How to Consume Content: A tool for your growth

The internet is full of content that can help you enrich your career and take you forward in your personal and professional life. From blogs and books to podcasts and videos - there is a huge number of people that are sharing their knowledge with the rest of the world for free - but it's not as simple as just consuming the content.

Think about it - you consume content every day on social media (often for hours) but do you remember everything you watched after a while? This is the problem that most of us face when it comes to consuming content online - we're passive observers.

Being a passive observer to great content is like ordering a really good burger but only eating the sesame seeds stuck to the bun. Here are some more examples of passively observing content:

- Watching a great Ted Talk on leveling up your social skills, but not applying any of the strategies given

- Reading a great book on being more productive, but not making any changes in your current workflows

Passive observation is a problem - it takes up time and attention, but does not give you proportionate value in return.

Here's how you can be a better consumer of content.

Choose the right content

Your body is only as healthy as the food you feed it, so your mind is only as healthy as the content you show it. Choosing the right content is thus massively important.

Take into consideration the following points while choosing what to consume:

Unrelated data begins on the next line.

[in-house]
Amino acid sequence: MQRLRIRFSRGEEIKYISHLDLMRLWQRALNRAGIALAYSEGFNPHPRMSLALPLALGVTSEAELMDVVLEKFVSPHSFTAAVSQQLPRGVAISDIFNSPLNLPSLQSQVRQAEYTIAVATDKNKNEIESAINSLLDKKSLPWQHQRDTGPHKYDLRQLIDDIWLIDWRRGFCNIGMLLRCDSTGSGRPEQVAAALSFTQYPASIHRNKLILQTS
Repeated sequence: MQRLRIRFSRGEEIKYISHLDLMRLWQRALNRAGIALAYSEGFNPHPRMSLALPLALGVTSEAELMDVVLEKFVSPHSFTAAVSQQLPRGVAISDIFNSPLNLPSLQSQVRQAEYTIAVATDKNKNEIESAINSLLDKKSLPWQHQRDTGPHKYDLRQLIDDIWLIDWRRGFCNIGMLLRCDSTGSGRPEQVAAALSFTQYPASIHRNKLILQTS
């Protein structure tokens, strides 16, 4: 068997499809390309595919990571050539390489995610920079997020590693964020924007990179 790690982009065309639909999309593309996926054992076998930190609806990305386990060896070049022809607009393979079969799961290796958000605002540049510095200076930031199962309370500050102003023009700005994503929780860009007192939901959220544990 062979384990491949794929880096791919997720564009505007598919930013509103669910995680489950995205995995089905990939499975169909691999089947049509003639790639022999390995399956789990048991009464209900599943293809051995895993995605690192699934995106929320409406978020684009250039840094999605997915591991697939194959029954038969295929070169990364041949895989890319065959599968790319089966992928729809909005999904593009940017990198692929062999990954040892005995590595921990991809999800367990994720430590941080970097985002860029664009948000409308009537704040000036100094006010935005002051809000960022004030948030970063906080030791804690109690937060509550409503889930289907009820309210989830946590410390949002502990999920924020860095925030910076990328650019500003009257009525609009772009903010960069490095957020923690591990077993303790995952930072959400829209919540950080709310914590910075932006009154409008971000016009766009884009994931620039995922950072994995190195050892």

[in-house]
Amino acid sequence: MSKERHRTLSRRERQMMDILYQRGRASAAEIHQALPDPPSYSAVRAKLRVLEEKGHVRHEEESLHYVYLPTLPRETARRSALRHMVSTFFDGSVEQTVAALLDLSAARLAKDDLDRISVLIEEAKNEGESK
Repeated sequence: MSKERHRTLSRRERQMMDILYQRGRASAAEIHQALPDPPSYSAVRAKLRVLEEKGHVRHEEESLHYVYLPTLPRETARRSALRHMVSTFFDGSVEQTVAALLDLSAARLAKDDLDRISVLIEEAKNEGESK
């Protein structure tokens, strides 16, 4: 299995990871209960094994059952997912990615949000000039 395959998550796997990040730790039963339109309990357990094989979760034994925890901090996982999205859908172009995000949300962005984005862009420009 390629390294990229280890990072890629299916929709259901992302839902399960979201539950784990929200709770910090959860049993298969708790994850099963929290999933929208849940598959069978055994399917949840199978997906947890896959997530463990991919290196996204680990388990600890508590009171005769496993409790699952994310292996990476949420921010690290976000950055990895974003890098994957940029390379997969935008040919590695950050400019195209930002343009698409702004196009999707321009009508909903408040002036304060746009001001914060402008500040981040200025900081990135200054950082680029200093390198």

- Is this relevant to my goals?

- Is this the best way to consume content on this subject?

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Active Listening/Reading

Just listening to what the person is saying is not enough. You need to understand the essence of what they're saying and how you can take those lessons and apply them to your own life and situation. This requires critical thinking and planning skills, you need to assess, modify and apply information in a systematic manner to your own situation in order for great content to change your life.

Taking Notes

In our personal experience, we tend to forget the stuff we read or hear within a few days, no matter how blown away we are by the content, and with so much great content available out there to consume, re-consuming the same content multiple times is not an effective strategy - instead we should be taking notes.

Taking notes is the easiest way to record your insights so that you can apply them to problems later - this can greatly boost your problem-solving skills later on because now you can leverage the experience and knowledge of really smart people to your own problems.

Engaging with the community

At the end of the day, the acquired information is not learned until you have the opportunity to use it, learn from the experience and then modify it for yourself. A great way to do this is by engaging with the community connected to the content that is published - this could look like the comment section of a YouTube video or the discord server of a popular creator, however, these online interactions aren't as effective as they could be because of the following reasons:

- Online discourse can often get messy and ugly and thus draining

- It's hard to guarantee personal attention in large communities

- People with vastly different experiences have equal say in large communities

Implementing these 4 activities will greatly increase the benefit you get from consuming content online, over time your notes will accumulate and participating in good communities will help you build your network too.

Mauka is working to help Indian students get ready for the workforce by developing their soft skills. Critical Thinking, Problem Solving, Planning, and others are soft skills that will help you bridge the gap between your knowledge and its effective usage in the workplace to help you excel.

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